While we were talking, Kenna dumped her new bubble mower on the couch. Bubble juice…everywhere.
me: Oh my word! Kenna!
me: Trust me, this is only funny because you don’t have to clean it up. Now can we check to see if this is fixed before I lose it? Trying to switch to Verizon has become an actual job for me.
So this may be fixed. Finally. We just have to mail in our old phones. To say I’m skerd is a gross understatement. There are so many ways this can go wrong, as Verizon has effectively proven.
Mostly, I don’t have time for this because Kenna has roughly three to five therapies a week on top of preschool three times a week. I’m now spending all my time driving her everywhere. I hate driving. I’m bordering on anti-social. Hell, half the time I no longer care if I leave the house. This is what three years of holing up every winter to keep her healthy has done to me. The anti-social comes from raising a special needs child. People have no idea. They don’t understand. And they are quick to judge what they know nothing about.
Take yesterday. Leaving preschool. Kenna managed to walk out of the classroom with a Peppa Pig book that belonged to the school. The teacher took it from her before she left the building. Now picture it. Kenna’s literally the first child to leave out of five preschool classes with roughly ten to fifteen kids per class. Lots of kids. Lots of parents. For a child with sensory issues, this can be challenging to begin with. Add in the confusion of why she couldn’t have the book along with her inability to communicate it, and we have a code red volatile situation on our hands.
I’m picking her up and walking away while she first whimpers, then cries, then explodes into a full blown tantrum in my arms while people are watching and I’m trying to keep her from hurtling herself out of my arms onto the gravely tarmac. Good times. Getting her board stiff self into a car seat, even better.
me: Kenna, the book belongs to the school. It has to stay there so all the kids can read it. You have lots of books at home. You can read the book again tomorrow.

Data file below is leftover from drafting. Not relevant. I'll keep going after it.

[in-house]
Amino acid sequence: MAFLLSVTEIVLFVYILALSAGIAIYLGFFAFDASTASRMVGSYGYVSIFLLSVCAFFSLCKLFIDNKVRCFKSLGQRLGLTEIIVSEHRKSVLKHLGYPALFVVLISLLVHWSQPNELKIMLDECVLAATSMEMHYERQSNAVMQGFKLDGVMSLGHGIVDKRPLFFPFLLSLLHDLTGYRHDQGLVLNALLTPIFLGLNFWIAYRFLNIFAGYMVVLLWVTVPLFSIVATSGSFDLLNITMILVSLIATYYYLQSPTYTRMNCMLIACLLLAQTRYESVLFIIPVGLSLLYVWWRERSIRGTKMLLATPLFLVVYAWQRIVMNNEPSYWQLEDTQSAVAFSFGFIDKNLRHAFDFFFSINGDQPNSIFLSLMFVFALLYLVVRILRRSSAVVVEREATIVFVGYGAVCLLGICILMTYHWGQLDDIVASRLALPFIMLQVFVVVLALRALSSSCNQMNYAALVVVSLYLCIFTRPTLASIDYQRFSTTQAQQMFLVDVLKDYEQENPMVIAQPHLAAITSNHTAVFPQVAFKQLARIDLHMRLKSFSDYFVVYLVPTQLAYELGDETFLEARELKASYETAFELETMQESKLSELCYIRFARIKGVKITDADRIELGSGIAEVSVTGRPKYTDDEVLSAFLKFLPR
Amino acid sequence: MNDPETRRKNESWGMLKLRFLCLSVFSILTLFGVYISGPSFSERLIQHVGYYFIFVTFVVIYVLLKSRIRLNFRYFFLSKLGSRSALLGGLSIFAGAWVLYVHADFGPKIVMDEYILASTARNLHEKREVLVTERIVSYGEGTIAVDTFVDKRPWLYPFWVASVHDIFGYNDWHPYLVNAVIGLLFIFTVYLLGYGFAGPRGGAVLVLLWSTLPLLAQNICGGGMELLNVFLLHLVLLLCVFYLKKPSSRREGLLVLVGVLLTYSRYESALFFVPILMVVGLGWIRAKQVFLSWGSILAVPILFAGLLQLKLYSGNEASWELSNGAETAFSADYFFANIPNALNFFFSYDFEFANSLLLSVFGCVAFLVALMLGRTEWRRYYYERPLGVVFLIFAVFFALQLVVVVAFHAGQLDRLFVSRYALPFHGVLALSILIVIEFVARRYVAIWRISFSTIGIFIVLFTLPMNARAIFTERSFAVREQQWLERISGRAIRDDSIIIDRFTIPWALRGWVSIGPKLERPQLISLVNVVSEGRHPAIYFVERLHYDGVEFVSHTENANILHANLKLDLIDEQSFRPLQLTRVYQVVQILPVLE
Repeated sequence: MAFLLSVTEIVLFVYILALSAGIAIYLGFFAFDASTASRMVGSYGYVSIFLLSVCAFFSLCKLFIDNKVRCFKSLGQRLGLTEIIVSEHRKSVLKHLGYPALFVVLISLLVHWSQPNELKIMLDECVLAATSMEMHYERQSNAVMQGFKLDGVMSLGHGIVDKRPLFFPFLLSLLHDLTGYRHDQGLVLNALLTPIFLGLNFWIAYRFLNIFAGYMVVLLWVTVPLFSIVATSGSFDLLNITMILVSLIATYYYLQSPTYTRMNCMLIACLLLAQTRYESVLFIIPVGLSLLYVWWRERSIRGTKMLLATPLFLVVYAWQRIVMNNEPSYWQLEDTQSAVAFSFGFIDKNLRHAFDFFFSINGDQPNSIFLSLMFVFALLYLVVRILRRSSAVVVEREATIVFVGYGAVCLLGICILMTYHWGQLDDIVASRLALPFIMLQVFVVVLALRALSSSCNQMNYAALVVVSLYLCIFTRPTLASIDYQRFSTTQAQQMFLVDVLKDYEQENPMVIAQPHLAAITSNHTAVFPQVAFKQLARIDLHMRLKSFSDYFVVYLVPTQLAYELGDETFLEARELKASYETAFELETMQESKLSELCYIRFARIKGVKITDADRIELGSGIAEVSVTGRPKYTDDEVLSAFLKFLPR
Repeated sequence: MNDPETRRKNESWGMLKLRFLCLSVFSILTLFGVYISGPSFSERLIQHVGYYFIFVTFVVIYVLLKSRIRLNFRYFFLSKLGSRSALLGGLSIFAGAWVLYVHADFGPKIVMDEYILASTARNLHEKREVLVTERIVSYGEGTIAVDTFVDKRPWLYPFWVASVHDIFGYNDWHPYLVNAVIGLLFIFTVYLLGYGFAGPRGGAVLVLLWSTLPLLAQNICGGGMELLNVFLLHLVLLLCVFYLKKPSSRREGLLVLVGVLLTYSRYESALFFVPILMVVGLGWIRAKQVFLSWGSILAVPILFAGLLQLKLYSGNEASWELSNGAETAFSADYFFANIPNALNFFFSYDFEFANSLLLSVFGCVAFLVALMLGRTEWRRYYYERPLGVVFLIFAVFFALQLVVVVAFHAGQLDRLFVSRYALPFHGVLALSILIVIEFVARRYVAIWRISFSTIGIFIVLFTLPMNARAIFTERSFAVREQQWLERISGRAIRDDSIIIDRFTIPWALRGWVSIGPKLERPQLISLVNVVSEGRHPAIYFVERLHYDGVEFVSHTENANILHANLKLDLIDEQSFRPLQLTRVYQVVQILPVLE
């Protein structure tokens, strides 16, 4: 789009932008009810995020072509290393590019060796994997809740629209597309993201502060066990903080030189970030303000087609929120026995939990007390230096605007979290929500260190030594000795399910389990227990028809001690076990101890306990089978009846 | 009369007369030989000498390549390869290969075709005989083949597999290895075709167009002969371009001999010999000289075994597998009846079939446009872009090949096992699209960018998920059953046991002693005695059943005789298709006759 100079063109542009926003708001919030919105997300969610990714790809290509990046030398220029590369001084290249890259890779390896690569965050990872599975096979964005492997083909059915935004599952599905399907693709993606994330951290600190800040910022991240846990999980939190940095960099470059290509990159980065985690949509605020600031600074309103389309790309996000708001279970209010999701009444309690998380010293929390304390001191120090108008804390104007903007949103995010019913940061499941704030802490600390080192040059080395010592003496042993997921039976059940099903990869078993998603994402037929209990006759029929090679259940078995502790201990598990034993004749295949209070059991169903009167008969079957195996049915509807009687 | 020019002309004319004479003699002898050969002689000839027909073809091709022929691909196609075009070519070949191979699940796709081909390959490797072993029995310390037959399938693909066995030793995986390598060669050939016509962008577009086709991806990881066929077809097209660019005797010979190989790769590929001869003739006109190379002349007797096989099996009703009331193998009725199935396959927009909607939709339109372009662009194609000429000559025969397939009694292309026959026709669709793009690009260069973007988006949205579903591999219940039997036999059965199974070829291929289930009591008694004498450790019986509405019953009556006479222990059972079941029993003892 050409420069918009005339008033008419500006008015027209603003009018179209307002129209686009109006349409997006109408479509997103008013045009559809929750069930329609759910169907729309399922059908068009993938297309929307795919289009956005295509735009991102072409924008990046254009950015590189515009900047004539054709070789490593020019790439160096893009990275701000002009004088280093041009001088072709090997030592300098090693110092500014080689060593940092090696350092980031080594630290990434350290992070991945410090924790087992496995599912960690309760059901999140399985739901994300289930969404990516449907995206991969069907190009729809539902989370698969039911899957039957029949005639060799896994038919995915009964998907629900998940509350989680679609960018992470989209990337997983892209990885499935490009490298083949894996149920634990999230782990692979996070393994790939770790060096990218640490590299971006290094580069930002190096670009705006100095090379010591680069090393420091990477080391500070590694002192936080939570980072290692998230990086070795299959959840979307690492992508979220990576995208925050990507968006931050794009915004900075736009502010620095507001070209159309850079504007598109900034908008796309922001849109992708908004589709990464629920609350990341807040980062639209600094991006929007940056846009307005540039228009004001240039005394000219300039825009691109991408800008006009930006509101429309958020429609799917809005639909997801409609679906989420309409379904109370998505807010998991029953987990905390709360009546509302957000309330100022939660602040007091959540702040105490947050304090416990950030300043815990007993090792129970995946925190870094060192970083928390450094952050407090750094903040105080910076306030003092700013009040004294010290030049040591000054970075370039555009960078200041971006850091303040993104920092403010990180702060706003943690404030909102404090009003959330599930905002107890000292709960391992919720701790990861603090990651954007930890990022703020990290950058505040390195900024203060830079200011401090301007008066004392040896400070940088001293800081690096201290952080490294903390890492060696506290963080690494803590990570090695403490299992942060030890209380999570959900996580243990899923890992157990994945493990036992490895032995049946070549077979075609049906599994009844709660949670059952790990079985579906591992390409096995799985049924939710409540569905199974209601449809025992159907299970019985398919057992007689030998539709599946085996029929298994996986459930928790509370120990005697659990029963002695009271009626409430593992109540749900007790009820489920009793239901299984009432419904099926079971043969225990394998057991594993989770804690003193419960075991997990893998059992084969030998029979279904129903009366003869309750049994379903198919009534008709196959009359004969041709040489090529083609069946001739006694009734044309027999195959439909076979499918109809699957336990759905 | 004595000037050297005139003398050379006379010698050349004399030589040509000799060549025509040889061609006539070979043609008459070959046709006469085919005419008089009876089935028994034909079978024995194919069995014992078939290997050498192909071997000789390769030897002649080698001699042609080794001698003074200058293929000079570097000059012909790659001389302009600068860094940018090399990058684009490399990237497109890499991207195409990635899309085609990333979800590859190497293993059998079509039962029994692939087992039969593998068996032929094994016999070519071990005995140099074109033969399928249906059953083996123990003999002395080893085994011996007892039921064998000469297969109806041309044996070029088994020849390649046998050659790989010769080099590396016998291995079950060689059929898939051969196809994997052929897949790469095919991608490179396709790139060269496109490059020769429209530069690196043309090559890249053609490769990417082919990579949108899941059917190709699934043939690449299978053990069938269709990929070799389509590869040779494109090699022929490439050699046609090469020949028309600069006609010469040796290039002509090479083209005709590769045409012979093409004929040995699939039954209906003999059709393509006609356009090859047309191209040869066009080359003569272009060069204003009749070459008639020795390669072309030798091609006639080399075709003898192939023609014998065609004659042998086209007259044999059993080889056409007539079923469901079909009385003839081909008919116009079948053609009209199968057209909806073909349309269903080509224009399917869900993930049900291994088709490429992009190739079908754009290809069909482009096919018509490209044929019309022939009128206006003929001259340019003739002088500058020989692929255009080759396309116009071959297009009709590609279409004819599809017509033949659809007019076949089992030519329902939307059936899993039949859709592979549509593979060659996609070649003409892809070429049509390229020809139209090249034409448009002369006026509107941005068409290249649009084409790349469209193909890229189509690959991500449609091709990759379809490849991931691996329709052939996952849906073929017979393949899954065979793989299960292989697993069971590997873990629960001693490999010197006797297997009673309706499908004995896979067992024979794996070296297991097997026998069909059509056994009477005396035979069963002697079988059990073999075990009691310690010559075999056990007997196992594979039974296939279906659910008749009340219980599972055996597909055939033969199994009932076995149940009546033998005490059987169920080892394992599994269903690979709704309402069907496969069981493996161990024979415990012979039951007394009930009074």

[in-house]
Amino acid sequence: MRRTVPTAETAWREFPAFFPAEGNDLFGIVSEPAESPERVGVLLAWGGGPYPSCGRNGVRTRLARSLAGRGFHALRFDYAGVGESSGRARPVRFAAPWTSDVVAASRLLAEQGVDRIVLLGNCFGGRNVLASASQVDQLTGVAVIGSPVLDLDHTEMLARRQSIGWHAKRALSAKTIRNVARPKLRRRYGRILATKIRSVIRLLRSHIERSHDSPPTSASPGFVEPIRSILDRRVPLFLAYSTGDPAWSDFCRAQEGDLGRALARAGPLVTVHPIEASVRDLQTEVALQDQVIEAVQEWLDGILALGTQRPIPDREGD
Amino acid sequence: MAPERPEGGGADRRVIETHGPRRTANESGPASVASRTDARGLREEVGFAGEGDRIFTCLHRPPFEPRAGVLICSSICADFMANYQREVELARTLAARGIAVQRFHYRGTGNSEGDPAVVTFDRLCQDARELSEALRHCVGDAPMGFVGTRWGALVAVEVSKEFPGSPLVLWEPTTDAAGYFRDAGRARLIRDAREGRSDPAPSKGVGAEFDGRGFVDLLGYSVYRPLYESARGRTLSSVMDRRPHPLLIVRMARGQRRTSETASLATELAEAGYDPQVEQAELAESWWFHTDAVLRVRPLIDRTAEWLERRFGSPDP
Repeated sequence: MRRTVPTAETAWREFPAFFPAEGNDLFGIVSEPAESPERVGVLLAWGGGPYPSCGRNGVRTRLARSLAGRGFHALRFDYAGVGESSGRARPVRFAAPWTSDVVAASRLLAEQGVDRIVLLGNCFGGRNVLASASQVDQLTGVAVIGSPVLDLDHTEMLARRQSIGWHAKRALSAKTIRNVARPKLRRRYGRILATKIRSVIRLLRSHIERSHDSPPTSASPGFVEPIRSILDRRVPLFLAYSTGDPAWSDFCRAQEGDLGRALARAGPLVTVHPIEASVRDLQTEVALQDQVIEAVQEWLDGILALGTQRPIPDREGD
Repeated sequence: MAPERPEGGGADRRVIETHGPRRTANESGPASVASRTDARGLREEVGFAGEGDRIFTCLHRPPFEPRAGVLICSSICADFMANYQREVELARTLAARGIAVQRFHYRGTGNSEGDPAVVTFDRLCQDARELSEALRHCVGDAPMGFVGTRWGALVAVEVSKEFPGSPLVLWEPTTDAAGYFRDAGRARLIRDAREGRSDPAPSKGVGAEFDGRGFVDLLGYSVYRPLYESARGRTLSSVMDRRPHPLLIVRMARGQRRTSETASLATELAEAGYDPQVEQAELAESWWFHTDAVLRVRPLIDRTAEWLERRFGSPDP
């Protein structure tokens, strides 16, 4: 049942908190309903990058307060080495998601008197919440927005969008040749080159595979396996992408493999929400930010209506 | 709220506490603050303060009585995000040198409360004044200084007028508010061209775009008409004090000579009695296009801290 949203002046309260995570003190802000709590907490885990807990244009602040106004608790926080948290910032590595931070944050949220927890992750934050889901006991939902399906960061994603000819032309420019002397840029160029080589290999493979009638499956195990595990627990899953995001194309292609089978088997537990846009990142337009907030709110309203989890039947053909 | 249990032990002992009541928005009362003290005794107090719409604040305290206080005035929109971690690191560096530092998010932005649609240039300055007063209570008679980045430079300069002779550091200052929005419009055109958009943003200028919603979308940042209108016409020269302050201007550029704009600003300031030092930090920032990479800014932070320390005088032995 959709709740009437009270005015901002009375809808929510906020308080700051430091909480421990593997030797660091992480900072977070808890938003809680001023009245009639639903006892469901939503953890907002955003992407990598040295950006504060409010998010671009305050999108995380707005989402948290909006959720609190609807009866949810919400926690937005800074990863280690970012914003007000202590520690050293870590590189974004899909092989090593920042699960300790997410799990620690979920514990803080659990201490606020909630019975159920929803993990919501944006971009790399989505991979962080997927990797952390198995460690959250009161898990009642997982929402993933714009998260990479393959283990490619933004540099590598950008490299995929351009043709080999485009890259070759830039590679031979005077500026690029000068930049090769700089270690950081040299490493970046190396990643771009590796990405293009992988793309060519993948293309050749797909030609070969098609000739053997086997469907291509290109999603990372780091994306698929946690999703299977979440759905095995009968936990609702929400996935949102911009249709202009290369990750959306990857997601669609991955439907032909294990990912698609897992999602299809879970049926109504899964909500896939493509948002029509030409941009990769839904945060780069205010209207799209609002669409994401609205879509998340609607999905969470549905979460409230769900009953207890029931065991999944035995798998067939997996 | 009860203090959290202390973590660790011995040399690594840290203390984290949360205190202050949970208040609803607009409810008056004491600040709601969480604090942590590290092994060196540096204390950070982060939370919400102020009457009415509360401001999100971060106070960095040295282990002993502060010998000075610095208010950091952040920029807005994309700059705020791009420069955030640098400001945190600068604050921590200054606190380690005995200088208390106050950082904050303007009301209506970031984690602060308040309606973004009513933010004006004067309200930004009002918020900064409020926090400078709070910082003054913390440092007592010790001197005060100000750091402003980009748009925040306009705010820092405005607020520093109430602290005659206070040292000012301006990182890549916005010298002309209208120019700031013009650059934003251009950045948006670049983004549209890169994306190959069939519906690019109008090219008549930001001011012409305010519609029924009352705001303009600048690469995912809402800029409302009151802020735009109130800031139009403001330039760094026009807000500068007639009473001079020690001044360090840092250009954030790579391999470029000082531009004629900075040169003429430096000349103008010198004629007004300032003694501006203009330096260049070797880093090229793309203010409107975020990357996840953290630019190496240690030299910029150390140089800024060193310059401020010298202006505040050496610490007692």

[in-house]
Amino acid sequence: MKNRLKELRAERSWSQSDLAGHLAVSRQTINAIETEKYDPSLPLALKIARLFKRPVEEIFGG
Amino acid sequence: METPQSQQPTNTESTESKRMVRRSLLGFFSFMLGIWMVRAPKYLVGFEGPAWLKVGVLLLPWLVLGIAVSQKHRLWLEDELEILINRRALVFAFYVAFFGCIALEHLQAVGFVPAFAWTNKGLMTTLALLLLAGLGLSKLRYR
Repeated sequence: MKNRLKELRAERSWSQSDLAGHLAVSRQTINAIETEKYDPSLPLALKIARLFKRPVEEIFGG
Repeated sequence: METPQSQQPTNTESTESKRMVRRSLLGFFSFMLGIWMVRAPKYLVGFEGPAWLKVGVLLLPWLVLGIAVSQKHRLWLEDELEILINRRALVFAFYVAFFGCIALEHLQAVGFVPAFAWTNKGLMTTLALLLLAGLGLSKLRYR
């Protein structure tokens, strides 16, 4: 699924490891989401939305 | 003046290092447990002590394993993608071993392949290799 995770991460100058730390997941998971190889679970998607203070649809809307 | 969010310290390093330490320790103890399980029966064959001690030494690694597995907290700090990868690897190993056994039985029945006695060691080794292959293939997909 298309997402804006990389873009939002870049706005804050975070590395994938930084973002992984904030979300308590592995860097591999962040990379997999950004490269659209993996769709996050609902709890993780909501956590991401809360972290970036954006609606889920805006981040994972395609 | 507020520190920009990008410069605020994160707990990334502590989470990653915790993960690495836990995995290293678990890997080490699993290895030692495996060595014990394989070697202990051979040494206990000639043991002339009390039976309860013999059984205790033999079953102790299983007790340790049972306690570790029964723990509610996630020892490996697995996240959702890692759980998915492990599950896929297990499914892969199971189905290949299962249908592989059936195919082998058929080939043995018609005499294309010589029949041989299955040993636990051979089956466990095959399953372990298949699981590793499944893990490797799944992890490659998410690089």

Oh, and when that didn’t work.
me: Pull it together, girl, or no french fries.
Yes, this is her after school treat. We pass a McDonald’s on the way home. For fries, she’ll do almost anything. In this case, she dried her tears, and offered a half smile.
Kenna: French fries.
All was well with her world. And when she’s well, everything is so much better with mine. We’ll get through this. Soon this Verizon crap will be a distant memory while I count down the days until we can go back to AT&T. Soon Kenna will be all caught up and we’ll forget how hard we worked to get her there. I look forward to this and cling to this imagined future because right now, reality is kicking my butt. (Don’t worry, we all need a good butt kicking now and then. It keeps us alive and focused and reminds us what matters.)
Most of all, I feel guilty for complaining at all. Our reality is a million times better than what could’ve been. Kenna is worth it. I’d rather be running her all over the city than visiting a grave and staring across the hall to an empty bedroom. I’ll take my crowded bed with her cold feet at 5 every morning with no Sundays or holidays off. I wouldn’t know what to do with all that extra space on the couch. I treasure my life, even if it is equal parts crazy and overwhelming because all of that is overshadowed by the love.
I’m going to take a breath and get back to work. May your days be filled with enough crazy for you to appreciate the peace and enough love and friendship to take the pain away.